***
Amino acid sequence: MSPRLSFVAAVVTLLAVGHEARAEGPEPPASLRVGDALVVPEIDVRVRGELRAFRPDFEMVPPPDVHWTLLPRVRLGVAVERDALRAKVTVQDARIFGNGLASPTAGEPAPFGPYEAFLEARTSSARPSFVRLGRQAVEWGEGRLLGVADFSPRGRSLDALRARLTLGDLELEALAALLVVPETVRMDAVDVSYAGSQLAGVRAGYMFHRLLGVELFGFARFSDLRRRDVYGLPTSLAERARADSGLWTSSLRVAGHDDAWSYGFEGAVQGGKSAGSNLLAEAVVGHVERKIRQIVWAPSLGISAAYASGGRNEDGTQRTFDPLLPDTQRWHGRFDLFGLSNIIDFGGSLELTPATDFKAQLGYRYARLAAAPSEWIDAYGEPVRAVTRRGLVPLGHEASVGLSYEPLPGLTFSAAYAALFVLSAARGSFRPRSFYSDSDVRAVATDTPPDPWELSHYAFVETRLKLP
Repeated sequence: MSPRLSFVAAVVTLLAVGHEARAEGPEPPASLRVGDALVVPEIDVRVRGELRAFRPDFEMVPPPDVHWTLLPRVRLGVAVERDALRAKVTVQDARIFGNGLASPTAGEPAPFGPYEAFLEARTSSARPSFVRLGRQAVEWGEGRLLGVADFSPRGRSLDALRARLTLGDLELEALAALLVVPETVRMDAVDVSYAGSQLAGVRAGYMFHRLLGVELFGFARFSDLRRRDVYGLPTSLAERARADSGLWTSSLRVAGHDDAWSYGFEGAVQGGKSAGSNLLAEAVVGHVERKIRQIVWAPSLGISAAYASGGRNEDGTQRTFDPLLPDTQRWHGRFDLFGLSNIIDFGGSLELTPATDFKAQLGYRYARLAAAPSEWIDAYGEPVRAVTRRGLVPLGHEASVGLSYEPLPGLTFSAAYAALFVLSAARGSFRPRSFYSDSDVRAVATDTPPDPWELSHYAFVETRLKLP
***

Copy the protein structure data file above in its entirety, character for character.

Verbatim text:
Amino acid sequence: MSPRLSFVAAVVTLLAVGHEARAEGPEPPASLRVGDALVVPEIDVRVRGELRAFRPDFEMVPPPDVHWTLLPRVRLGVAVERDALRAKVTVQDARIFGNGLASPTAGEPAPFGPYEAFLEARTSSARPSFVRLGRQAVEWGEGRLLGVADFSPRGRSLDALRARLTLGDLELEALAALLVVPETVRMDAVDVSYAGSQLAGVRAGYMFHRLLGVELFGFARFSDLRRRDVYGLPTSLAERARADSGLWTSSLRVAGHDDAWSYGFEGAVQGGKSAGSNLLAEAVVGHVERKIRQIVWAPSLGISAAYASGGRNEDGTQRTFDPLLPDTQRWHGRFDLFGLSNIIDFGGSLELTPATDFKAQLGYRYARLAAAPSEWIDAYGEPVRAVTRRGLVPLGHEASVGLSYEPLPGLTFSAAYAALFVLSAARGSFRPRSFYSDSDVRAVATDTPPDPWELSHYAFVETRLKLP
Repeated sequence: MSPRLSFVAAVVTLLAVGHEARAEGPEPPASLRVGDALVVPEIDVRVRGELRAFRPDFEMVPPPDVHWTLLPRVRLGVAVERDALRAKVTVQDARIFGNGLASPTAGEPAPFGPYEAFLEARTSSARPSFVRLGRQAVEWGEGRLLGVADFSPRGRSLDALRARLTLGDLELEALAALLVVPETVRMDAVDVSYAGSQLAGVRAGYMFHRLLGVELFGFARFSDLRRRDVYGLPTSLAERARADSGLWTSSLRVAGHDDAWSYGFEGAVQGGKSAGSNLLAEAVVGHVERKIRQIVWAPSLGISAAYASGGRNEDGTQRTFDPLLPDTQRWHGRFDLFGLSNIIDFGGSLELTPATDFKAQLGYRYARLAAAPSEWIDAYGEPVRAVTRRGLVPLGHEASVGLSYEPLPGLTFSAAYAALFVLSAARGSFRPRSFYSDSDVRAVATDTPPDPWELSHYAFVETRLKLP